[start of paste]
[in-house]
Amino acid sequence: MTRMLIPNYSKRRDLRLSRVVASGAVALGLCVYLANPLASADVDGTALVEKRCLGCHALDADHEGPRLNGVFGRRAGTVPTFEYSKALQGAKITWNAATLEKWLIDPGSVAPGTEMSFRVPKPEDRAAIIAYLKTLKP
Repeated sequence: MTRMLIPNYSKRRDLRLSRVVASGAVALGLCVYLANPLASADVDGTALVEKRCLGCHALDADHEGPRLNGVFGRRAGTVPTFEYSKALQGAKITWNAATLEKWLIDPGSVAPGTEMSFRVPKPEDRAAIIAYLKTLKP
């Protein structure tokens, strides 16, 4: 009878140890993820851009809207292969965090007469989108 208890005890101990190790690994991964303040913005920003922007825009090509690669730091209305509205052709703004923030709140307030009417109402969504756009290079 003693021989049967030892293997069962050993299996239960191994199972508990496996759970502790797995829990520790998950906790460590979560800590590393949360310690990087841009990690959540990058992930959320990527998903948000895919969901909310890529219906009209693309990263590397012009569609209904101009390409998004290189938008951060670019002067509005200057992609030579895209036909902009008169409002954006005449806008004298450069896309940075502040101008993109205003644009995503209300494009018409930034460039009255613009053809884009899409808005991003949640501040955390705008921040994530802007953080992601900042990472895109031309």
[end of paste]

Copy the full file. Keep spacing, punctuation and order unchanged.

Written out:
[in-house]
Amino acid sequence: MTRMLIPNYSKRRDLRLSRVVASGAVALGLCVYLANPLASADVDGTALVEKRCLGCHALDADHEGPRLNGVFGRRAGTVPTFEYSKALQGAKITWNAATLEKWLIDPGSVAPGTEMSFRVPKPEDRAAIIAYLKTLKP
Repeated sequence: MTRMLIPNYSKRRDLRLSRVVASGAVALGLCVYLANPLASADVDGTALVEKRCLGCHALDADHEGPRLNGVFGRRAGTVPTFEYSKALQGAKITWNAATLEKWLIDPGSVAPGTEMSFRVPKPEDRAAIIAYLKTLKP
């Protein structure tokens, strides 16, 4: 009878140890993820851009809207292969965090007469989108 208890005890101990190790690994991964303040913005920003922007825009090509690669730091209305509205052709703004923030709140307030009417109402969504756009290079 003693021989049967030892293997069962050993299996239960191994199972508990496996759970502790797995829990520790998950906790460590979560800590590393949360310690990087841009990690959540990058992930959320990527998903948000895919969901909310890529219906009209693309990263590397012009569609209904101009390409998004290189938008951060670019002067509005200057992609030579895209036909902009008169409002954006005449806008004298450069896309940075502040101008993109205003644009995503209300494009018409930034460039009255613009053809884009899409808005991003949640501040955390705008921040994530802007953080992601900042990472895109031309």